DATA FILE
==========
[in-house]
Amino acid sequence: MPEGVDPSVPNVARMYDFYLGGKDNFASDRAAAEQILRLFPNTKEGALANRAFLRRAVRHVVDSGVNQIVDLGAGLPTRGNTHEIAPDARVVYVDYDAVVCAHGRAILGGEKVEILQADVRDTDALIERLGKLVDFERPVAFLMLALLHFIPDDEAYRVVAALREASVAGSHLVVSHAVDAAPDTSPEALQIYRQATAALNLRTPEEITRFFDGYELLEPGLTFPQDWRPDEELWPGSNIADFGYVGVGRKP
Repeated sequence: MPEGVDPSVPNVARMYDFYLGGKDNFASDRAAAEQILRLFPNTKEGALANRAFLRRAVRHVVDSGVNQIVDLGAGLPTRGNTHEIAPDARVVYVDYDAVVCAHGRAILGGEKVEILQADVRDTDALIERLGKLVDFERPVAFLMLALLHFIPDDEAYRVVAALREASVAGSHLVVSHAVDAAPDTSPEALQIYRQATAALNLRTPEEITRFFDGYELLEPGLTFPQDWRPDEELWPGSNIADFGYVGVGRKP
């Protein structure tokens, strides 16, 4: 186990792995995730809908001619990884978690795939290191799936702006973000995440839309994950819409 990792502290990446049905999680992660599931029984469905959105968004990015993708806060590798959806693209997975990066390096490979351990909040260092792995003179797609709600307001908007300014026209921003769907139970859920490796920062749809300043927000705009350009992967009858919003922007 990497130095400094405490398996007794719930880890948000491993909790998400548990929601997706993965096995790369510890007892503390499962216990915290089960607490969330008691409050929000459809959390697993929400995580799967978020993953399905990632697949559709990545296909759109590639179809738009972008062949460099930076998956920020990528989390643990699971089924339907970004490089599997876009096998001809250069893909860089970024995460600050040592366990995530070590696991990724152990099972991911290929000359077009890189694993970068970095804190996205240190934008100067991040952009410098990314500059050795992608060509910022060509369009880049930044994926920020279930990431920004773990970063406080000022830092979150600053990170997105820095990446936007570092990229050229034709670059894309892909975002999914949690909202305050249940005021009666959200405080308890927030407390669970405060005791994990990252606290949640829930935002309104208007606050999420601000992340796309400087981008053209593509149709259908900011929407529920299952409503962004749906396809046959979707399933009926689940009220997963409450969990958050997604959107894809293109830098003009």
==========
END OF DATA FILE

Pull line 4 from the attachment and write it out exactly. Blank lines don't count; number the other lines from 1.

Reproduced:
């Protein structure tokens, strides 16, 4: 186990792995995730809908001619990884978690795939290191799936702006973000995440839309994950819409 990792502290990446049905999680992660599931029984469905959105968004990015993708806060590798959806693209997975990066390096490979351990909040260092792995003179797609709600307001908007300014026209921003769907139970859920490796920062749809300043927000705009350009992967009858919003922007 990497130095400094405490398996007794719930880890948000491993909790998400548990929601997706993965096995790369510890007892503390499962216990915290089960607490969330008691409050929000459809959390697993929400995580799967978020993953399905990632697949559709990545296909759109590639179809738009972008062949460099930076998956920020990528989390643990699971089924339907970004490089599997876009096998001809250069893909860089970024995460600050040592366990995530070590696991990724152990099972991911290929000359077009890189694993970068970095804190996205240190934008100067991040952009410098990314500059050795992608060509910022060509369009880049930044994926920020279930990431920004773990970063406080000022830092979150600053990170997105820095990446936007570092990229050229034709670059894309892909975002999914949690909202305050249940005021009666959200405080308890927030407390669970405060005791994990990252606290949640829930935002309104208007606050999420601000992340796309400087981008053209593509149709259908900011929407529920299952409503962004749906396809046959979707399933009926689940009220997963409450969990958050997604959107894809293109830098003009």